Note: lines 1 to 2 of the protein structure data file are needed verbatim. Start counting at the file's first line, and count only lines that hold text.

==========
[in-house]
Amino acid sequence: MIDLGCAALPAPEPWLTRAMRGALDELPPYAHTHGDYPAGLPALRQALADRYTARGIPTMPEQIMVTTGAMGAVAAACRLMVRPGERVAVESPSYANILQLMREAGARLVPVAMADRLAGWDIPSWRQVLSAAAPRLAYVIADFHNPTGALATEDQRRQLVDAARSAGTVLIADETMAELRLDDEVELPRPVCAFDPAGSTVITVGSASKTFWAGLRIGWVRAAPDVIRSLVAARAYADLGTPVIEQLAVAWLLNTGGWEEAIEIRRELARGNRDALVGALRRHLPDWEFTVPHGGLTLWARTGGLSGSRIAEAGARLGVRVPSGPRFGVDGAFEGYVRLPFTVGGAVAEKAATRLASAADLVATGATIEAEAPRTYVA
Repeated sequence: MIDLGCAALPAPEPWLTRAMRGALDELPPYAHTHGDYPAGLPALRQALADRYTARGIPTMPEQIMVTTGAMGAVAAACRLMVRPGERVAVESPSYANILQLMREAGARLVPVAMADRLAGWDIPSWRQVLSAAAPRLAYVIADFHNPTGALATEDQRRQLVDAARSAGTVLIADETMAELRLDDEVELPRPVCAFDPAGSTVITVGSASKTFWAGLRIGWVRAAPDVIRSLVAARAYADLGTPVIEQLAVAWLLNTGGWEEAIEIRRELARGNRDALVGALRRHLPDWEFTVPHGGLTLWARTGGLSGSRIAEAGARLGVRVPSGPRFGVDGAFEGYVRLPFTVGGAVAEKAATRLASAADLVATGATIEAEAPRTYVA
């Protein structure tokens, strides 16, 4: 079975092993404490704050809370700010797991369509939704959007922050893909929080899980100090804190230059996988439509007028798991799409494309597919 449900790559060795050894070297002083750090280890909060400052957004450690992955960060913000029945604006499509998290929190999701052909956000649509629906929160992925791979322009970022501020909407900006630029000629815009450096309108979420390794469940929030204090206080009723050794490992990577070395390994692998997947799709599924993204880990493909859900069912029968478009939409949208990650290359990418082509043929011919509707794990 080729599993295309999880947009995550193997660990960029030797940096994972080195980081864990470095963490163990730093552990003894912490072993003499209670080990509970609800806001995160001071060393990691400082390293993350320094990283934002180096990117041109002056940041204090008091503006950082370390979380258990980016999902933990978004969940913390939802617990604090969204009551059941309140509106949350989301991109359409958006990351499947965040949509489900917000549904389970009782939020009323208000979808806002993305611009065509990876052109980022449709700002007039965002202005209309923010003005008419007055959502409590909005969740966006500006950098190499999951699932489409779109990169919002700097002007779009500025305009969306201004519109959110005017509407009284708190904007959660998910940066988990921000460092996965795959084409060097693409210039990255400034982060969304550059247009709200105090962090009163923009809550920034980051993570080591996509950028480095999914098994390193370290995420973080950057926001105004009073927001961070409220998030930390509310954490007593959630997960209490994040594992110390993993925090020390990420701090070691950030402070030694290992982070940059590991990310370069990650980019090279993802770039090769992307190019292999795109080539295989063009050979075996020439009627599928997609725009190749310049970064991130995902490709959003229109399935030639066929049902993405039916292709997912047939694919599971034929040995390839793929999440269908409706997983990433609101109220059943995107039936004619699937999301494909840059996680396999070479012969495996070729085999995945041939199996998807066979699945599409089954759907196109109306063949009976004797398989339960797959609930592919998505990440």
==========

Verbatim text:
[in-house]
Amino acid sequence: MIDLGCAALPAPEPWLTRAMRGALDELPPYAHTHGDYPAGLPALRQALADRYTARGIPTMPEQIMVTTGAMGAVAAACRLMVRPGERVAVESPSYANILQLMREAGARLVPVAMADRLAGWDIPSWRQVLSAAAPRLAYVIADFHNPTGALATEDQRRQLVDAARSAGTVLIADETMAELRLDDEVELPRPVCAFDPAGSTVITVGSASKTFWAGLRIGWVRAAPDVIRSLVAARAYADLGTPVIEQLAVAWLLNTGGWEEAIEIRRELARGNRDALVGALRRHLPDWEFTVPHGGLTLWARTGGLSGSRIAEAGARLGVRVPSGPRFGVDGAFEGYVRLPFTVGGAVAEKAATRLASAADLVATGATIEAEAPRTYVA